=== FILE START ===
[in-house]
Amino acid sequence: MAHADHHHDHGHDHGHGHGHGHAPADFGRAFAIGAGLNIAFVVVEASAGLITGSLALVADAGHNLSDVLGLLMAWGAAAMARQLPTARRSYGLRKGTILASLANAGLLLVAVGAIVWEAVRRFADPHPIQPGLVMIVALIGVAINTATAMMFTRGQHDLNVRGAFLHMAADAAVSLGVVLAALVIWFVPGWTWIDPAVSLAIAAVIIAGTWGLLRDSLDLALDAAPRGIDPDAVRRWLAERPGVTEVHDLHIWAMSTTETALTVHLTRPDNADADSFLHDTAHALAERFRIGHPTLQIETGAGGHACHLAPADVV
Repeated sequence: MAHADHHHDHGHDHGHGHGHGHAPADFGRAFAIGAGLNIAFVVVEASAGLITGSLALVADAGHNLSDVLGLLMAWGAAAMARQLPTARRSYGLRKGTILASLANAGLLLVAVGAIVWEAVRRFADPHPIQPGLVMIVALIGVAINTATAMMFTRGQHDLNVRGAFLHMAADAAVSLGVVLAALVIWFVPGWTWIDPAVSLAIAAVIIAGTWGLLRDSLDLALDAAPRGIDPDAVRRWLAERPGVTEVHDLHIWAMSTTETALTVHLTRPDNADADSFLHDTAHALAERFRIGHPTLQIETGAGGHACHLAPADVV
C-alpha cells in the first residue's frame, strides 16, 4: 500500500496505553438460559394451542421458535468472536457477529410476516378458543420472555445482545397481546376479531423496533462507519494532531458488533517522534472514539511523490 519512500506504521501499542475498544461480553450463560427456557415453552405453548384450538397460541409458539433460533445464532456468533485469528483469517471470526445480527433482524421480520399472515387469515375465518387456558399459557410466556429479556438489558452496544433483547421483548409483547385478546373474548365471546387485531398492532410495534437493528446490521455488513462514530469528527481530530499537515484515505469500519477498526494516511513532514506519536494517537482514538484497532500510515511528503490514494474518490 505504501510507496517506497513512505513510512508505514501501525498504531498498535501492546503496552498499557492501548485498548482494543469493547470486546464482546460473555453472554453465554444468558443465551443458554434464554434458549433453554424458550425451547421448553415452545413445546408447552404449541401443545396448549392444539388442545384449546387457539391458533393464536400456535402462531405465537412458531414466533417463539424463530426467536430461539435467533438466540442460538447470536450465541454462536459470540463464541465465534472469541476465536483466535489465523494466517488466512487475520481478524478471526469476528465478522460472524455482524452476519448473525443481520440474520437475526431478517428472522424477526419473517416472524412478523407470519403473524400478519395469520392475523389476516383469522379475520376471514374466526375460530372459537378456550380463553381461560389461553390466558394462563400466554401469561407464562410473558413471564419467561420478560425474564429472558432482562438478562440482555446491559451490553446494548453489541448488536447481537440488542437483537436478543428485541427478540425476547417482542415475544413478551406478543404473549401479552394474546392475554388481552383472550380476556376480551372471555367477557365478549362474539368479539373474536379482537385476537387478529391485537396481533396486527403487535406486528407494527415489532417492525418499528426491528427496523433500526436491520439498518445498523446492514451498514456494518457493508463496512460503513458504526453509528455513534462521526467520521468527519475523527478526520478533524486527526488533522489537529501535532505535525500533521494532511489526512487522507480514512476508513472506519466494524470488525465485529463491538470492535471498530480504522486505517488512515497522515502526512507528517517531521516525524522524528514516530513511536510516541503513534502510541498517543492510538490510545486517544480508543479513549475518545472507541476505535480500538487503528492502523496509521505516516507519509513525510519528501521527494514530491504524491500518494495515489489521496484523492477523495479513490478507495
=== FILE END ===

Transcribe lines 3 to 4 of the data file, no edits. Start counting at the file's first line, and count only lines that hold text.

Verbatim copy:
Repeated sequence: MAHADHHHDHGHDHGHGHGHGHAPADFGRAFAIGAGLNIAFVVVEASAGLITGSLALVADAGHNLSDVLGLLMAWGAAAMARQLPTARRSYGLRKGTILASLANAGLLLVAVGAIVWEAVRRFADPHPIQPGLVMIVALIGVAINTATAMMFTRGQHDLNVRGAFLHMAADAAVSLGVVLAALVIWFVPGWTWIDPAVSLAIAAVIIAGTWGLLRDSLDLALDAAPRGIDPDAVRRWLAERPGVTEVHDLHIWAMSTTETALTVHLTRPDNADADSFLHDTAHALAERFRIGHPTLQIETGAGGHACHLAPADVV
C-alpha cells in the first residue's frame, strides 16, 4: 500500500496505553438460559394451542421458535468472536457477529410476516378458543420472555445482545397481546376479531423496533462507519494532531458488533517522534472514539511523490 519512500506504521501499542475498544461480553450463560427456557415453552405453548384450538397460541409458539433460533445464532456468533485469528483469517471470526445480527433482524421480520399472515387469515375465518387456558399459557410466556429479556438489558452496544433483547421483548409483547385478546373474548365471546387485531398492532410495534437493528446490521455488513462514530469528527481530530499537515484515505469500519477498526494516511513532514506519536494517537482514538484497532500510515511528503490514494474518490 505504501510507496517506497513512505513510512508505514501501525498504531498498535501492546503496552498499557492501548485498548482494543469493547470486546464482546460473555453472554453465554444468558443465551443458554434464554434458549433453554424458550425451547421448553415452545413445546408447552404449541401443545396448549392444539388442545384449546387457539391458533393464536400456535402462531405465537412458531414466533417463539424463530426467536430461539435467533438466540442460538447470536450465541454462536459470540463464541465465534472469541476465536483466535489465523494466517488466512487475520481478524478471526469476528465478522460472524455482524452476519448473525443481520440474520437475526431478517428472522424477526419473517416472524412478523407470519403473524400478519395469520392475523389476516383469522379475520376471514374466526375460530372459537378456550380463553381461560389461553390466558394462563400466554401469561407464562410473558413471564419467561420478560425474564429472558432482562438478562440482555446491559451490553446494548453489541448488536447481537440488542437483537436478543428485541427478540425476547417482542415475544413478551406478543404473549401479552394474546392475554388481552383472550380476556376480551372471555367477557365478549362474539368479539373474536379482537385476537387478529391485537396481533396486527403487535406486528407494527415489532417492525418499528426491528427496523433500526436491520439498518445498523446492514451498514456494518457493508463496512460503513458504526453509528455513534462521526467520521468527519475523527478526520478533524486527526488533522489537529501535532505535525500533521494532511489526512487522507480514512476508513472506519466494524470488525465485529463491538470492535471498530480504522486505517488512515497522515502526512507528517517531521516525524522524528514516530513511536510516541503513534502510541498517543492510538490510545486517544480508543479513549475518545472507541476505535480500538487503528492502523496509521505516516507519509513525510519528501521527494514530491504524491500518494495515489489521496484523492477523495479513490478507495